Reflections on the COVID-19 Pandemic

Covid 19 Resilence

This is a stressful time for all of us, filled with fear, anxiety, uncertainty and worry as our world turns upside down. As I write this article, I am in self-isolation. This is good practice if we are to "flatten the curve" and slow down the spread COVID-19. Acting on the advice of experts, people around the world are sequestering themselves in their homes, practising social distancing, washing their hands frequently and properly, coughing and sneezing into tissues and staying home if they're sick. This is our new reality and each of us must take responsibility as we find ourselves in new territory.

When I'm feeling anxious and afraid, I gain strength and inspiration by thinking of the life lessons I learned from my late parents, Fela and Moishe Grachnik, Holocaust survivors from the Lodz Ghetto and Auschwitz. They endured starvation, hunger, disease, slave labour and the murder of their family members. And yet in spite of these horrendous experiences, they rebuilt their lives after the war, raised a family and contributed to their community.

Life Lessons

As I was growing up, my mother used to say, "In life we never know what lies ahead. What's important is to adapt to circumstances you can't change, no matter how difficult." She made everyday choices to control her environment. One of them was choosing her attitude and taking action when responding to situations. She persevered and never gave up, not even when her entire family was deported to their deaths and she was left alone in the ghetto at the age of fifteen. She had a positive attitude and never dwelled on her suffering. And most importantly, she never lost hope that things would improve – that she would survive and rebuild her life. Both my parents appreciated the simple pleasures in life such as family, friends, their health, and a refrigerator filled with food. They took nothing for granted.

These life lessons serve me well as I face these challenging times. As I peruse the Internet, I find that people around the world are rising to the challenge.  They are finding creative ways to maintain their social connections and have fun without leaving their homes. There are free online movies, quarantine musical concerts by well-known artists, sing-alongs on balconies, free exercise classes, virtual museum visits, operas and streams of Broadway shows. The list goes on and on with new additions posted on the Internet hourly.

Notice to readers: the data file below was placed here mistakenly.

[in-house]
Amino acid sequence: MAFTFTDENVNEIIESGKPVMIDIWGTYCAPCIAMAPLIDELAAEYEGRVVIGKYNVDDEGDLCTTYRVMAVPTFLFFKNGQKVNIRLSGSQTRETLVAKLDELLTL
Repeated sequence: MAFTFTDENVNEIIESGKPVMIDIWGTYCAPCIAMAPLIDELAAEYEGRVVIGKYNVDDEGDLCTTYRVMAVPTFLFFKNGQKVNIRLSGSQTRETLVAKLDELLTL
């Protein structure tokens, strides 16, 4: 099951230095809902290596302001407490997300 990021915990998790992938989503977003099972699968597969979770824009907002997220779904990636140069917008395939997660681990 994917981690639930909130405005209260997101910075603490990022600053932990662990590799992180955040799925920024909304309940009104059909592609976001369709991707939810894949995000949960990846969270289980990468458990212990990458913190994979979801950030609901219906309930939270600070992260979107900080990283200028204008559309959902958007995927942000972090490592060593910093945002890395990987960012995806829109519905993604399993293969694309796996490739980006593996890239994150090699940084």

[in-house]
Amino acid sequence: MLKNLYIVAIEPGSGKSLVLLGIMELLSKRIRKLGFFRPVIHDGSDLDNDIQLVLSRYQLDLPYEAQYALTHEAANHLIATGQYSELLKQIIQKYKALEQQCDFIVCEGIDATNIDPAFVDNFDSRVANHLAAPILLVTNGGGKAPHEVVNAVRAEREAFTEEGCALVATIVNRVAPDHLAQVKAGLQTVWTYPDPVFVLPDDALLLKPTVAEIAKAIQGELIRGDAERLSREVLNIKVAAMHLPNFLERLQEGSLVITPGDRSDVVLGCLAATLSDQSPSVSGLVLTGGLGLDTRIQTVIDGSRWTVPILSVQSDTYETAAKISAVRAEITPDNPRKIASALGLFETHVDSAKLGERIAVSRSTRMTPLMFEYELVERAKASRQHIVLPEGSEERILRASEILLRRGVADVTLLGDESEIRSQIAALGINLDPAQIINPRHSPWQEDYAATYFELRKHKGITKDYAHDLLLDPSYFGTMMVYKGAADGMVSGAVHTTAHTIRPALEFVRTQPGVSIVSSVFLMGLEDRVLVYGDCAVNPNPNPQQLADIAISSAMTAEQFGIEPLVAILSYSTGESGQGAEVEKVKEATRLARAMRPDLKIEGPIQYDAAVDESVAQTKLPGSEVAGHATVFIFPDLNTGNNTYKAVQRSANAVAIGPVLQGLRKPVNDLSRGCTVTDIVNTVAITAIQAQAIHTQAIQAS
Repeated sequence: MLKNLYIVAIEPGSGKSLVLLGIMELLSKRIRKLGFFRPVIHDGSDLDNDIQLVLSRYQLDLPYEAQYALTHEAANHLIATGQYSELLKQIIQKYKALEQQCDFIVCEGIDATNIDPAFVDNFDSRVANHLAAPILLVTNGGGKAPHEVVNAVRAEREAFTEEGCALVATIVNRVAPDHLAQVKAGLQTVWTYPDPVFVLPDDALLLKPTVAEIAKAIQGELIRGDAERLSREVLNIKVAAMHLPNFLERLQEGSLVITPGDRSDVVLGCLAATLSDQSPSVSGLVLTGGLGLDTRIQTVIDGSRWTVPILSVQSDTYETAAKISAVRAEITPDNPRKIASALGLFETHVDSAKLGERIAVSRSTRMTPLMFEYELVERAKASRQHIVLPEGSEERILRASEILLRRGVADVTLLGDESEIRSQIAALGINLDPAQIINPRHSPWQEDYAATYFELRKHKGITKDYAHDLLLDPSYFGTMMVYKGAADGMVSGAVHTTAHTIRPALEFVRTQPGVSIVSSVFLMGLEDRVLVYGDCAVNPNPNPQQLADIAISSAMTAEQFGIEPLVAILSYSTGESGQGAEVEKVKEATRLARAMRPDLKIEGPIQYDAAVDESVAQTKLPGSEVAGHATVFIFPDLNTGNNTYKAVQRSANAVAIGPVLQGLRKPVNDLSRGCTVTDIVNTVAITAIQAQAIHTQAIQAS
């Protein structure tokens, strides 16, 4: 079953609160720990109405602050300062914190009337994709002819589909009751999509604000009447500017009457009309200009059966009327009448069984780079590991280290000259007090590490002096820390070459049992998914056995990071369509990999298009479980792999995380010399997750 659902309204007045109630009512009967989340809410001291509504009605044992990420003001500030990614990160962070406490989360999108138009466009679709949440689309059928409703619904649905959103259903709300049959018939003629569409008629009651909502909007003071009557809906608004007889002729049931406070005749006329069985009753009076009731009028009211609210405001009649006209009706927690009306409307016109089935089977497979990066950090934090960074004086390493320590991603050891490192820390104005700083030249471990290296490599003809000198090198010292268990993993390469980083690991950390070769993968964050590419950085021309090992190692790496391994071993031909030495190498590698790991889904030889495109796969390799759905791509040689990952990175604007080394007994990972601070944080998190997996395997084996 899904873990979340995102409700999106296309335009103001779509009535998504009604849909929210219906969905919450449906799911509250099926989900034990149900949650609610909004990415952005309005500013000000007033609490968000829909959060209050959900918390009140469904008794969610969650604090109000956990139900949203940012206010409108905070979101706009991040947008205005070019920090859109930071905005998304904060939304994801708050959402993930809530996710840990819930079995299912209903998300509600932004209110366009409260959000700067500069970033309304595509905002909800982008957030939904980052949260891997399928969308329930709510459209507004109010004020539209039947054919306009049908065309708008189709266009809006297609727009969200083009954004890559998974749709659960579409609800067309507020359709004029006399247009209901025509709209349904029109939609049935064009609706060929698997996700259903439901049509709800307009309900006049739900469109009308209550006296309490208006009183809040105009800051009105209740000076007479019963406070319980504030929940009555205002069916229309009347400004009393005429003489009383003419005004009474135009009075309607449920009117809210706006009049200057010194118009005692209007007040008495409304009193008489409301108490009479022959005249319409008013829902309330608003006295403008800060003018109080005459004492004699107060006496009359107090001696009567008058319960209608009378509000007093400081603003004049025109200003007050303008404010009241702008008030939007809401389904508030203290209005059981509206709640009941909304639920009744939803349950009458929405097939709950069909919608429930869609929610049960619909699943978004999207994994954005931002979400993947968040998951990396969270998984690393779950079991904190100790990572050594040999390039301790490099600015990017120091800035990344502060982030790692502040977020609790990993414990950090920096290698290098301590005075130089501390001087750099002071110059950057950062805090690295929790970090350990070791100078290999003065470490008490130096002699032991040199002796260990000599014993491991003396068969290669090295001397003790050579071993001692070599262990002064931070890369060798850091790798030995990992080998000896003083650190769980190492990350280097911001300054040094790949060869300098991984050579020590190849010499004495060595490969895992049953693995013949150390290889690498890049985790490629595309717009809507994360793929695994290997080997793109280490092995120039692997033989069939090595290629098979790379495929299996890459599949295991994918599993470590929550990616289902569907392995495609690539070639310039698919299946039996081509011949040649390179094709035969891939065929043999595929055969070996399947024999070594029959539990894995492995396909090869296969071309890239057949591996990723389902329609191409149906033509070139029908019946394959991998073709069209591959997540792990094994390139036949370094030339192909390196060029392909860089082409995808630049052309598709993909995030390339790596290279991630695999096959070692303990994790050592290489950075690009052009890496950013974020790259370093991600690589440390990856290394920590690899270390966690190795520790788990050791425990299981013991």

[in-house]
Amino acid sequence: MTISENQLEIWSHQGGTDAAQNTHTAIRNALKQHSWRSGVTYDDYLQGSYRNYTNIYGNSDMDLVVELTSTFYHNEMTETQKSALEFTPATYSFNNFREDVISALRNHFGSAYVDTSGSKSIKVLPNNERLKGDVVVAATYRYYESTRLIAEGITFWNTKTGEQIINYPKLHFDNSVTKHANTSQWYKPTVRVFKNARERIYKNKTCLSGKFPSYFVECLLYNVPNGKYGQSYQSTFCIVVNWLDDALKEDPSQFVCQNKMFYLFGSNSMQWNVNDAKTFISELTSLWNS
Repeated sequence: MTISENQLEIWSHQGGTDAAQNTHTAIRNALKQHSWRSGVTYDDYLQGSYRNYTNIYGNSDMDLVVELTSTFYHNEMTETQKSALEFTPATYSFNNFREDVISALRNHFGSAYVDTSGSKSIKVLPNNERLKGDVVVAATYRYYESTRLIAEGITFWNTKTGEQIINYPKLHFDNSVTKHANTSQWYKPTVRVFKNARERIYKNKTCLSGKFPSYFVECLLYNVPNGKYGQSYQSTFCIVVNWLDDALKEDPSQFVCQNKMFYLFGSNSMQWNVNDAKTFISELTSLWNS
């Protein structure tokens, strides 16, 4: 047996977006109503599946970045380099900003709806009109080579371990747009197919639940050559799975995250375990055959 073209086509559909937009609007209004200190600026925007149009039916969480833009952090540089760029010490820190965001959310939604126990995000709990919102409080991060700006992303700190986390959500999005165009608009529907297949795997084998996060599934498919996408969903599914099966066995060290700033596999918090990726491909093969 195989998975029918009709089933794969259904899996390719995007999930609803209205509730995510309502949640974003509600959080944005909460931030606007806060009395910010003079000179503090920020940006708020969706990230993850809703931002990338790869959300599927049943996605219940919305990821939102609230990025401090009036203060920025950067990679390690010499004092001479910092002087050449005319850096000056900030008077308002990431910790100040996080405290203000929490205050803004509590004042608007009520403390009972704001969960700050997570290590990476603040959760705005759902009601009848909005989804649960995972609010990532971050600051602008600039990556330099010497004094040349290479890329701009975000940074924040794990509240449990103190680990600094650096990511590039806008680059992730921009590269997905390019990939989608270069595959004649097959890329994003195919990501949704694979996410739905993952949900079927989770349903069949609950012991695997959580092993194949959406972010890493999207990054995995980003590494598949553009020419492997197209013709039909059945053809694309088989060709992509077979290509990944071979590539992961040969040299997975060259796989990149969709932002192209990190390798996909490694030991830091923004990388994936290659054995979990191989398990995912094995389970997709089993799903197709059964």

10 Ways to Find the Good in Life and Focus on the Positive


Communities are also rallying around their vulnerable members as volunteers deliver groceries to shut-ins and therapists offer free webinars, live stream meditations, therapy sessions, exercise classes and tips for talking to kids about the virus.

In a recent article, The National Post focused on ways individuals and communities are helping each other during the pandemic. Acts of kindness are sweeping the globe. Communities have taken to Facebook to help each other where they can in a process called "caremongering."  The posts range from people offering to do grocery runs, giving advice for applying for employment insurance and keeping each other updated on the latest COVID-19 news. According to Mita Hans, the founder of the Toronto group, the response has been the opposite of panic in people. It has brought out community and camaraderie and allowed these groups to deal with the needs of people who are at-risk.

In addition, stores are dedicating the first hour of opening to older adults and people with disabilities to allow a safe and sanitary shopping experience.

Lots of people are working hard to keep things going on a day-to-day basis, e.g. medical/healthcare workers, pharmacy workers, first responders, truckers, grocery workers, mail carriers, delivery people, journalists, civil services employees, airport personnel, bus and taxi drivers, etc. They are our heroes and let's give them a shout-out and thank them for their service.

Benefits of Loving Out Loud


When I read about what is happening around the world, I am filled with hope and positive regard for my fellow human beings. I choose to focus on our common humanity, resilience, and kindness– the goodness that is out there. It doesn't mean I have a Pollyanna attitude or turn a blind eye to the suffering and pain people are experiencing.  Yes, there is panic buying as people raid store shelves and stock up on toilet paper. However, they are in the minority and account for only a small percentage of people.

Crisis can bring out the best in people  


During this difficult time, I am inspired by the words of Anne Frank, a young German-born Jewish diarist and aspiring writer who spent twenty-five months in hiding in a secret attic in Amsterdam. She died of typhus in the Bergen Belsen concentration camp in March 1945. In her diary she wrote, "In spite of everything I still believe that people are really good at heart. I simply can't build up my hopes on a foundation consisting of confusion, misery, and death…If I look up into the heavens, I think that it will all come right, that this too will end, and that peace and tranquillity will return again."

Bottom Line

I trust that this too will pass. We will get through this together. Actually, we ARE getting through this together, right now in the present moment, one day at a time.

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Myra Giberovitch is an educator, consultant, author and professional speaker. She is adjunct professor, McGill University School of Social Work and author of Recovering from Genocidal Trauma: An Information and Practice Guide for Working with Holocaust Survivors (University of Toronto Press, 2014). Watch her speak at TedxMontreal – Genocide Survivors: Contributors Not Victims.